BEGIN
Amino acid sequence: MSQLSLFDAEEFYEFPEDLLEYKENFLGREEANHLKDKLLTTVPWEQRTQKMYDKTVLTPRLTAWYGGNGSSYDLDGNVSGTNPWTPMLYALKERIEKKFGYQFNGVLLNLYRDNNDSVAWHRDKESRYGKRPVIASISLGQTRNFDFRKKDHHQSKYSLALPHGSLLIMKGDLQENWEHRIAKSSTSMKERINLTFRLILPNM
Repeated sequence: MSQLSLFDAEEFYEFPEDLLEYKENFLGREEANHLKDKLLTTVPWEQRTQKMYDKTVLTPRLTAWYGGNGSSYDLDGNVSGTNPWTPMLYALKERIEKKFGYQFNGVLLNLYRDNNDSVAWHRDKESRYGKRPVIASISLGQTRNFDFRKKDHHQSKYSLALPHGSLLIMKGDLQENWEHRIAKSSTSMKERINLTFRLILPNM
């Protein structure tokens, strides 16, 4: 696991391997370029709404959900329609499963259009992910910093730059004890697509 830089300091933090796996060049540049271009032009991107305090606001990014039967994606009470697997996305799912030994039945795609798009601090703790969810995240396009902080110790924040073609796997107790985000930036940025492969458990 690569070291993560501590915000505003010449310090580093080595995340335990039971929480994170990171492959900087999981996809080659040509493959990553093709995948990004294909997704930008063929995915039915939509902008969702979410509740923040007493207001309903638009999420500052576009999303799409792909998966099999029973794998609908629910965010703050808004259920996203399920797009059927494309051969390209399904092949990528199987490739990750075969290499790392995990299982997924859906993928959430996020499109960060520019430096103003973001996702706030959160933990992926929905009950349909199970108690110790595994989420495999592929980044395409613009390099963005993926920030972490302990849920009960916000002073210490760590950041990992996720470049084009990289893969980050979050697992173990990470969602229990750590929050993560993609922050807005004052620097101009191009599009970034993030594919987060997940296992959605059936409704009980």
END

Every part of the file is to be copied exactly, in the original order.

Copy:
Amino acid sequence: MSQLSLFDAEEFYEFPEDLLEYKENFLGREEANHLKDKLLTTVPWEQRTQKMYDKTVLTPRLTAWYGGNGSSYDLDGNVSGTNPWTPMLYALKERIEKKFGYQFNGVLLNLYRDNNDSVAWHRDKESRYGKRPVIASISLGQTRNFDFRKKDHHQSKYSLALPHGSLLIMKGDLQENWEHRIAKSSTSMKERINLTFRLILPNM
Repeated sequence: MSQLSLFDAEEFYEFPEDLLEYKENFLGREEANHLKDKLLTTVPWEQRTQKMYDKTVLTPRLTAWYGGNGSSYDLDGNVSGTNPWTPMLYALKERIEKKFGYQFNGVLLNLYRDNNDSVAWHRDKESRYGKRPVIASISLGQTRNFDFRKKDHHQSKYSLALPHGSLLIMKGDLQENWEHRIAKSSTSMKERINLTFRLILPNM
């Protein structure tokens, strides 16, 4: 696991391997370029709404959900329609499963259009992910910093730059004890697509 830089300091933090796996060049540049271009032009991107305090606001990014039967994606009470697997996305799912030994039945795609798009601090703790969810995240396009902080110790924040073609796997107790985000930036940025492969458990 690569070291993560501590915000505003010449310090580093080595995340335990039971929480994170990171492959900087999981996809080659040509493959990553093709995948990004294909997704930008063929995915039915939509902008969702979410509740923040007493207001309903638009999420500052576009999303799409792909998966099999029973794998609908629910965010703050808004259920996203399920797009059927494309051969390209399904092949990528199987490739990750075969290499790392995990299982997924859906993928959430996020499109960060520019430096103003973001996702706030959160933990992926929905009950349909199970108690110790595994989420495999592929980044395409613009390099963005993926920030972490302990849920009960916000002073210490760590950041990992996720470049084009990289893969980050979050697992173990990470969602229990750590929050993560993609922050807005004052620097101009191009599009970034993030594919987060997940296992959605059936409704009980």